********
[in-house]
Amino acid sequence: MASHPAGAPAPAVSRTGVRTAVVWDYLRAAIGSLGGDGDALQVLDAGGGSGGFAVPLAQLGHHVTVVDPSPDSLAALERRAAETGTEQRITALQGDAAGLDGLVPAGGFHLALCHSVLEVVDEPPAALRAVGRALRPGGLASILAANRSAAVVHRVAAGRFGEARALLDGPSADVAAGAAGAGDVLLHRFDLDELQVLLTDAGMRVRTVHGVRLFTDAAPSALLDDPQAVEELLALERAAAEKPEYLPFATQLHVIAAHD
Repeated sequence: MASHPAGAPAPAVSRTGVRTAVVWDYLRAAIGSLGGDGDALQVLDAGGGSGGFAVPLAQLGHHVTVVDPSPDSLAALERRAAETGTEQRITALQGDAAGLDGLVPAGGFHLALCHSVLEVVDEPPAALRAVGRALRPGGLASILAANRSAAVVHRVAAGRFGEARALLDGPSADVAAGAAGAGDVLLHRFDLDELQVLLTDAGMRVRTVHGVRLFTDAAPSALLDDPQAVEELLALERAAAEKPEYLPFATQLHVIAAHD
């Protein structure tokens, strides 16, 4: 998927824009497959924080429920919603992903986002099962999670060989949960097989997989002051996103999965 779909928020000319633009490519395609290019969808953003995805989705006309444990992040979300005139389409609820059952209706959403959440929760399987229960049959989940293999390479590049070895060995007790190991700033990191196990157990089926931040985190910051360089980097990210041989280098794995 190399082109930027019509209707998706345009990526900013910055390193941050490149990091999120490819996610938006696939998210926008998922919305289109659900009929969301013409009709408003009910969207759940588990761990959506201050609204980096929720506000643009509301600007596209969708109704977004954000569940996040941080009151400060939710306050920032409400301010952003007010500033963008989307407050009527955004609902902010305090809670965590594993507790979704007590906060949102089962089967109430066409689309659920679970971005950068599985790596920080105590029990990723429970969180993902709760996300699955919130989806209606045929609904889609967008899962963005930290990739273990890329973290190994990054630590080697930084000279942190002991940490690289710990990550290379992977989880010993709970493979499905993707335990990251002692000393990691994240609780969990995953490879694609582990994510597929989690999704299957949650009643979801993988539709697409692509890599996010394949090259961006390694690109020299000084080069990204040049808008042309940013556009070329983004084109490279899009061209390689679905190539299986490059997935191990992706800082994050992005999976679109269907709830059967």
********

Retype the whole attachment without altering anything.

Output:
[in-house]
Amino acid sequence: MASHPAGAPAPAVSRTGVRTAVVWDYLRAAIGSLGGDGDALQVLDAGGGSGGFAVPLAQLGHHVTVVDPSPDSLAALERRAAETGTEQRITALQGDAAGLDGLVPAGGFHLALCHSVLEVVDEPPAALRAVGRALRPGGLASILAANRSAAVVHRVAAGRFGEARALLDGPSADVAAGAAGAGDVLLHRFDLDELQVLLTDAGMRVRTVHGVRLFTDAAPSALLDDPQAVEELLALERAAAEKPEYLPFATQLHVIAAHD
Repeated sequence: MASHPAGAPAPAVSRTGVRTAVVWDYLRAAIGSLGGDGDALQVLDAGGGSGGFAVPLAQLGHHVTVVDPSPDSLAALERRAAETGTEQRITALQGDAAGLDGLVPAGGFHLALCHSVLEVVDEPPAALRAVGRALRPGGLASILAANRSAAVVHRVAAGRFGEARALLDGPSADVAAGAAGAGDVLLHRFDLDELQVLLTDAGMRVRTVHGVRLFTDAAPSALLDDPQAVEELLALERAAAEKPEYLPFATQLHVIAAHD
């Protein structure tokens, strides 16, 4: 998927824009497959924080429920919603992903986002099962999670060989949960097989997989002051996103999965 779909928020000319633009490519395609290019969808953003995805989705006309444990992040979300005139389409609820059952209706959403959440929760399987229960049959989940293999390479590049070895060995007790190991700033990191196990157990089926931040985190910051360089980097990210041989280098794995 190399082109930027019509209707998706345009990526900013910055390193941050490149990091999120490819996610938006696939998210926008998922919305289109659900009929969301013409009709408003009910969207759940588990761990959506201050609204980096929720506000643009509301600007596209969708109704977004954000569940996040941080009151400060939710306050920032409400301010952003007010500033963008989307407050009527955004609902902010305090809670965590594993507790979704007590906060949102089962089967109430066409689309659920679970971005950068599985790596920080105590029990990723429970969180993902709760996300699955919130989806209606045929609904889609967008899962963005930290990739273990890329973290190994990054630590080697930084000279942190002991940490690289710990990550290379992977989880010993709970493979499905993707335990990251002692000393990691994240609780969990995953490879694609582990994510597929989690999704299957949650009643979801993988539709697409692509890599996010394949090259961006390694690109020299000084080069990204040049808008042309940013556009070329983004084109490279899009061209390689679905190539299986490059997935191990992706800082994050992005999976679109269907709830059967």